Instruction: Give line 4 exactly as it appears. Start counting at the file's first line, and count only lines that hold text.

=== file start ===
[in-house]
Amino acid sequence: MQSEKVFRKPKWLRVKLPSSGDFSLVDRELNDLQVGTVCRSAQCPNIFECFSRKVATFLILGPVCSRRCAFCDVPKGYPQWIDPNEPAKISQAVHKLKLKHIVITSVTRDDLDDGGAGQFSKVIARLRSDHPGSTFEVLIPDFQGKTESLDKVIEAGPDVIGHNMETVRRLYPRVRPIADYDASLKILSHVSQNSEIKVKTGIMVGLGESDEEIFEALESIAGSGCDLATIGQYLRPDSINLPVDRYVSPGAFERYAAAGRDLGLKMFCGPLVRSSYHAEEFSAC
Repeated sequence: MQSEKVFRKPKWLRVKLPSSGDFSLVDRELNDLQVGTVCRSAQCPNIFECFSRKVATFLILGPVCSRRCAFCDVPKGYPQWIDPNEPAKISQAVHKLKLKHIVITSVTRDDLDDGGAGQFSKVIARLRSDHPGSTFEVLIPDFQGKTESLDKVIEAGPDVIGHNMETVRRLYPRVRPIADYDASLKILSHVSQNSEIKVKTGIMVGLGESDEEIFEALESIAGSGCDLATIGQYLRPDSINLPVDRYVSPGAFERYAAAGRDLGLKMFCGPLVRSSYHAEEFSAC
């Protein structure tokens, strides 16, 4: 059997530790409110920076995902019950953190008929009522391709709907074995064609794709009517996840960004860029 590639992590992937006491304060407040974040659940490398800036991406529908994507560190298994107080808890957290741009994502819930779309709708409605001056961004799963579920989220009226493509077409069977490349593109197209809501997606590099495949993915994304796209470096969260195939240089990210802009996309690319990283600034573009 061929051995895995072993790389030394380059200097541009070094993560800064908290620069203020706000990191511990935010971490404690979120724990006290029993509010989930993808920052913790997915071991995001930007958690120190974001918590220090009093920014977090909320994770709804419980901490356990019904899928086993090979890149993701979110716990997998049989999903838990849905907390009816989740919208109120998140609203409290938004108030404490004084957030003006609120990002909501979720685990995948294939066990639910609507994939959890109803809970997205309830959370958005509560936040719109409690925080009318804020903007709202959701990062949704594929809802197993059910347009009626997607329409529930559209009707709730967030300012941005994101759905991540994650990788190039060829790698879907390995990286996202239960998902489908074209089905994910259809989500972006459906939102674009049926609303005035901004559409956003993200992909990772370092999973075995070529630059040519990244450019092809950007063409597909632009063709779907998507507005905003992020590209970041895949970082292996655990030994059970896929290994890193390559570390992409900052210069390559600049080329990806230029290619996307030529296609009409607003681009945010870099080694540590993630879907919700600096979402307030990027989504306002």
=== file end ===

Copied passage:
């Protein structure tokens, strides 16, 4: 059997530790409110920076995902019950953190008929009522391709709907074995064609794709009517996840960004860029 590639992590992937006491304060407040974040659940490398800036991406529908994507560190298994107080808890957290741009994502819930779309709708409605001056961004799963579920989220009226493509077409069977490349593109197209809501997606590099495949993915994304796209470096969260195939240089990210802009996309690319990283600034573009 061929051995895995072993790389030394380059200097541009070094993560800064908290620069203020706000990191511990935010971490404690979120724990006290029993509010989930993808920052913790997915071991995001930007958690120190974001918590220090009093920014977090909320994770709804419980901490356990019904899928086993090979890149993701979110716990997998049989999903838990849905907390009816989740919208109120998140609203409290938004108030404490004084957030003006609120990002909501979720685990995948294939066990639910609507994939959890109803809970997205309830959370958005509560936040719109409690925080009318804020903007709202959701990062949704594929809802197993059910347009009626997607329409529930559209009707709730967030300012941005994101759905991540994650990788190039060829790698879907390995990286996202239960998902489908074209089905994910259809989500972006459906939102674009049926609303005035901004559409956003993200992909990772370092999973075995070529630059040519990244450019092809950007063409597909632009063709779907998507507005905003992020590209970041895949970082292996655990030994059970896929290994890193390559570390992409900052210069390559600049080329990806230029290619996307030529296609009409607003681009945010870099080694540590993630879907919700600096979402307030990027989504306002």